“It’s not about the money. For me, it’s one simple word: Because it’s interesting. Angel investing is the most interesting thing you will ever do. If I could, I would convince you in seven minutes to take the leap and start angel investing. Because if you talk to an entrepreneur, and they are starting a company—usually, there are about four cofounders in each new company—you get to listen to those entrepreneurs tell you what is going to happen in the future. Entrepreneurs are a crystal ball telling the technology industry where it’s going to be in four to five years. There cannot be anything more exciting and interesting than being part of that. I’m just completely addicted to it. There is no way I’m going to stop.”

Angel investors, like Ron Conway, enjoys experiencing the passion and conviction of entrepreneurs. However, trust is paramount in acquiring funding from an investor. Ron Conway states that he invests in entrepreneurs first rather than their ideas. There’s no doubt that someone else can create a better product than you but what stands out is you. What is being sold is you and trust, not a product.

Teaser Videos for Easily Distracted Investors

30 October, 21.25Credit: Timo Arnall

According to Dave McClure, most investors have a short attention span. This is why we recommend using video in your presentation towards investors, especially when reaching investors online. When videos are used in crowdfunding campaigns and on AngelList or Gust, it is much easier to articulate your message quickly and in an effective manner. Using videos has become a trend, such that Angel Investors and Venture Capitalists such as Bain Capital Ventures Innovation Center encourages start-ups to pitch them virtually with videos.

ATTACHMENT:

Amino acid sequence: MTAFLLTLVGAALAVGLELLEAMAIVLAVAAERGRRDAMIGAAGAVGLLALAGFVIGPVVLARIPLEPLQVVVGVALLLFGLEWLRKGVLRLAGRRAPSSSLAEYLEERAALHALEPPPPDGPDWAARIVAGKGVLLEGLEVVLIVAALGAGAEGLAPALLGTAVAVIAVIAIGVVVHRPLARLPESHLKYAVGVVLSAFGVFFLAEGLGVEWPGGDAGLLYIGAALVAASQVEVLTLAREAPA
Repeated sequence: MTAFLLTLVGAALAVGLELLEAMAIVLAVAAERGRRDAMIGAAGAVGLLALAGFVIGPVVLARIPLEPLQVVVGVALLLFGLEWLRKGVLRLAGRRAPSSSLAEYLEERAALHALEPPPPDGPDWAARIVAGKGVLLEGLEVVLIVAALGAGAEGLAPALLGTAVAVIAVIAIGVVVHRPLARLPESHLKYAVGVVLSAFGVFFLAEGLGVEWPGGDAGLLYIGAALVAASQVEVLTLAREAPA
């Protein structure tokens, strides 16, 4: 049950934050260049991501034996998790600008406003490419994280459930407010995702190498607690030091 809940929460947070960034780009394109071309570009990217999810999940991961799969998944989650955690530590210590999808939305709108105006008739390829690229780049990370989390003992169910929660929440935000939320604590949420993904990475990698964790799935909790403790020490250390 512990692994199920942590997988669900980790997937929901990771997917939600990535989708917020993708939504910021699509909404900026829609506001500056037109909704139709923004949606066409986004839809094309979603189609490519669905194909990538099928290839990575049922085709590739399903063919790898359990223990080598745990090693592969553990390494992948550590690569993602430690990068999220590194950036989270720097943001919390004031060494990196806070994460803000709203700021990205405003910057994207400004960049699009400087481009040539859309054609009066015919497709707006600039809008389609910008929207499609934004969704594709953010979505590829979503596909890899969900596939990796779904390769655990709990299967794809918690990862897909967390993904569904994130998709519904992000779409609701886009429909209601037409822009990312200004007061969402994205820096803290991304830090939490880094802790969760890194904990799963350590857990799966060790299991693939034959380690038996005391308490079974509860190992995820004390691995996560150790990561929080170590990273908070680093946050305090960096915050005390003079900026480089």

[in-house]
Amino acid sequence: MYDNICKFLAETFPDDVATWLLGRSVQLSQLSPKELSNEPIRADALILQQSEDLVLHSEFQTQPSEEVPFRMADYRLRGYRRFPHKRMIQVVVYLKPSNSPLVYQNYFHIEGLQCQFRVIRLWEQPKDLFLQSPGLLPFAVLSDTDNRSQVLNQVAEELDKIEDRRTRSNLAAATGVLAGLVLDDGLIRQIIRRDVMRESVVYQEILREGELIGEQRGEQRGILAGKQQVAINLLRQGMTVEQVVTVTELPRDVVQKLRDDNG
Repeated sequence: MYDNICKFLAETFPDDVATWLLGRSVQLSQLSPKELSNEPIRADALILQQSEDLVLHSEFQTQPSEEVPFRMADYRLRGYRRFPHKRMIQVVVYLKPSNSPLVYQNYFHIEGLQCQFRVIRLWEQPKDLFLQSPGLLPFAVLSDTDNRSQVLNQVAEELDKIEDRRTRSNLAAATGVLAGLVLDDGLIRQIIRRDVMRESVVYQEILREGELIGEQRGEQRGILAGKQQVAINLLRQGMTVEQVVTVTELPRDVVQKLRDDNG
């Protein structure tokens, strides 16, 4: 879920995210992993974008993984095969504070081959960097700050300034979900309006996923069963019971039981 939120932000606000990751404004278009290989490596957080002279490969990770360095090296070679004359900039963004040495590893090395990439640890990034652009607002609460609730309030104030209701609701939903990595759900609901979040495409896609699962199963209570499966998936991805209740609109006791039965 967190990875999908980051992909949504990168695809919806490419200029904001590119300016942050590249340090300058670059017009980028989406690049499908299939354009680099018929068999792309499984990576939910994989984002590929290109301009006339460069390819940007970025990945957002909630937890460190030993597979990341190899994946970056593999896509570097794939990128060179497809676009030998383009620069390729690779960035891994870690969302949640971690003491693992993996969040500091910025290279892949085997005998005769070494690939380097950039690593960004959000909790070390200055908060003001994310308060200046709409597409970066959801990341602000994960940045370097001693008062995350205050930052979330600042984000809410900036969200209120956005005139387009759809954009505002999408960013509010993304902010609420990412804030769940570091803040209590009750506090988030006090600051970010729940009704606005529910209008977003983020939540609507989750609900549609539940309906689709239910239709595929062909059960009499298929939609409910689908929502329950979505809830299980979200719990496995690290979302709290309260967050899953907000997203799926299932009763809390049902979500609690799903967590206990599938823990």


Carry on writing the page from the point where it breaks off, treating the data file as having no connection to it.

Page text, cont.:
“So when reviewing 20, 50 or 100 submissions for funding during the screening process, I have found that it is incredibly helpful to be able to watch a quick (2-3 minute) video elevator pitch so that I can get an instant gut feel for the entrepreneur and the company. I’ll be looking for all those same clues that I’d be watching for during an in-person meeting.” – David S. Rose, CEO of Gust

You don’t want to simply talk at the camera how you normally would in a presentation with investors. Understand and optimize video as a medium and use it to your advantage. Video is art, and in art, there are principles and rules.

“Show, don’t tell.” This simple rule in creative writing can be applied to any art medium. Show your passion and energy. Show who you are and your credibility. Show your product–even better, show people using your product and how it affects them, if possible, emotionally.  Show the story behind your start-up. DJZ and MUBI are good examples you can learn from.

Chip and Dan Heath discovered 6 principles that makes an idea stick–they call it SUCCESs, an acronym:

Simple — Simplicity isn’t about dumbing down an idea but finding the core of the message and prioritizing it

Unexpected —  Surprise the audience

Concrete — Get rid of abstractions and use sensory language

Credible — An idea is credible through outside authorities or from within with stats and details

Emotional — Focus on emotion rather than logic or numbers

Stories — Use a narrative to explore an idea

By applying these 6 principles, your video will be engaging and more influential. As for content, your video should let the investor know who you are, what problem you are solving, who the product benefits, and how you will implement your plan. For the problem and solution, consider this rhetorical question Dave McClure asks: ““How does your solution tap into the emotional, powerful, evolutionary needs that we as humans have?”

The purpose of your product will always be human driven and derives from emotions. Go on, tell your story with video and capture the attention of investors.